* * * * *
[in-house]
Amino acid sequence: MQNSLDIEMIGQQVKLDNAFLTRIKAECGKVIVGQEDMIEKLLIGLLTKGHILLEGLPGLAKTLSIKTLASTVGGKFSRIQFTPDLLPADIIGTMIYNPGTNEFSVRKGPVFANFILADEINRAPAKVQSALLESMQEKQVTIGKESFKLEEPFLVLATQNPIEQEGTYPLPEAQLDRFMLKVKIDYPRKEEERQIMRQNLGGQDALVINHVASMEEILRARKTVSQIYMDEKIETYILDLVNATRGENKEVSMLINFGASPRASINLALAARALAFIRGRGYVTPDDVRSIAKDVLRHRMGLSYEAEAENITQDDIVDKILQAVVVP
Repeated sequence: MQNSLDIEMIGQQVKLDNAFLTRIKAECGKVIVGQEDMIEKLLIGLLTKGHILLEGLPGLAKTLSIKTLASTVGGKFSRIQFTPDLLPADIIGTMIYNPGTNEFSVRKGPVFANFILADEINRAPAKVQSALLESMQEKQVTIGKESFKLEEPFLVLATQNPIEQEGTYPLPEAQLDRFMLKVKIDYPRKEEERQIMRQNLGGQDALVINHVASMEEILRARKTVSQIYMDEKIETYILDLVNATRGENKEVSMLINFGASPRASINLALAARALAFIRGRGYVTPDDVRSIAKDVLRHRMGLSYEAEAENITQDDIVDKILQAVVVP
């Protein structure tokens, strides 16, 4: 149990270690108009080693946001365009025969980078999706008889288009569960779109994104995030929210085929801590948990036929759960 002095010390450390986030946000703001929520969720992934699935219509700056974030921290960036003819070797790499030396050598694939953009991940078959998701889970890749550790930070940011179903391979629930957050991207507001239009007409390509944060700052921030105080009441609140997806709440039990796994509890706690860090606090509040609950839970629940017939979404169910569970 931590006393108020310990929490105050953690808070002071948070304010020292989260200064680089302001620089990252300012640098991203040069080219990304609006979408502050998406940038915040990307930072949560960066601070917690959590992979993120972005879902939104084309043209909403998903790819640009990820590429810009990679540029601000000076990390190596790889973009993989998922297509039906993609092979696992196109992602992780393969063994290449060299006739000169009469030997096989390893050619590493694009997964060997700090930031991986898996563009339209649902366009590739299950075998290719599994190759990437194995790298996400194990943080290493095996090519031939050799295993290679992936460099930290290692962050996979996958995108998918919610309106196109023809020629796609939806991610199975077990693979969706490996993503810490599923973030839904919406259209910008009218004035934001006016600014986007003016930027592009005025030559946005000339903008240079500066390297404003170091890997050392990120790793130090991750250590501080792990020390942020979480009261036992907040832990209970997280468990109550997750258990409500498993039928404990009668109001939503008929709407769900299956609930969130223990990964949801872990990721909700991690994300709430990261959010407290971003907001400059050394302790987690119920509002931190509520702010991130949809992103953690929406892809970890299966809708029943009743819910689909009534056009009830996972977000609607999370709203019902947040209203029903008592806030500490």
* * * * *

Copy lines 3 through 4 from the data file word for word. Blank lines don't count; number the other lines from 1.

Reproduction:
Repeated sequence: MQNSLDIEMIGQQVKLDNAFLTRIKAECGKVIVGQEDMIEKLLIGLLTKGHILLEGLPGLAKTLSIKTLASTVGGKFSRIQFTPDLLPADIIGTMIYNPGTNEFSVRKGPVFANFILADEINRAPAKVQSALLESMQEKQVTIGKESFKLEEPFLVLATQNPIEQEGTYPLPEAQLDRFMLKVKIDYPRKEEERQIMRQNLGGQDALVINHVASMEEILRARKTVSQIYMDEKIETYILDLVNATRGENKEVSMLINFGASPRASINLALAARALAFIRGRGYVTPDDVRSIAKDVLRHRMGLSYEAEAENITQDDIVDKILQAVVVP
């Protein structure tokens, strides 16, 4: 149990270690108009080693946001365009025969980078999706008889288009569960779109994104995030929210085929801590948990036929759960 002095010390450390986030946000703001929520969720992934699935219509700056974030921290960036003819070797790499030396050598694939953009991940078959998701889970890749550790930070940011179903391979629930957050991207507001239009007409390509944060700052921030105080009441609140997806709440039990796994509890706690860090606090509040609950839970629940017939979404169910569970 931590006393108020310990929490105050953690808070002071948070304010020292989260200064680089302001620089990252300012640098991203040069080219990304609006979408502050998406940038915040990307930072949560960066601070917690959590992979993120972005879902939104084309043209909403998903790819640009990820590429810009990679540029601000000076990390190596790889973009993989998922297509039906993609092979696992196109992602992780393969063994290449060299006739000169009469030997096989390893050619590493694009997964060997700090930031991986898996563009339209649902366009590739299950075998290719599994190759990437194995790298996400194990943080290493095996090519031939050799295993290679992936460099930290290692962050996979996958995108998918919610309106196109023809020629796609939806991610199975077990693979969706490996993503810490599923973030839904919406259209910008009218004035934001006016600014986007003016930027592009005025030559946005000339903008240079500066390297404003170091890997050392990120790793130090991750250590501080792990020390942020979480009261036992907040832990209970997280468990109550997750258990409500498993039928404990009668109001939503008929709407769900299956609930969130223990990964949801872990990721909700991690994300709430990261959010407290971003907001400059050394302790987690119920509002931190509520702010991130949809992103953690929406892809970890299966809708029943009743819910689909009534056009009830996972977000609607999370709203019902947040209203029903008592806030500490």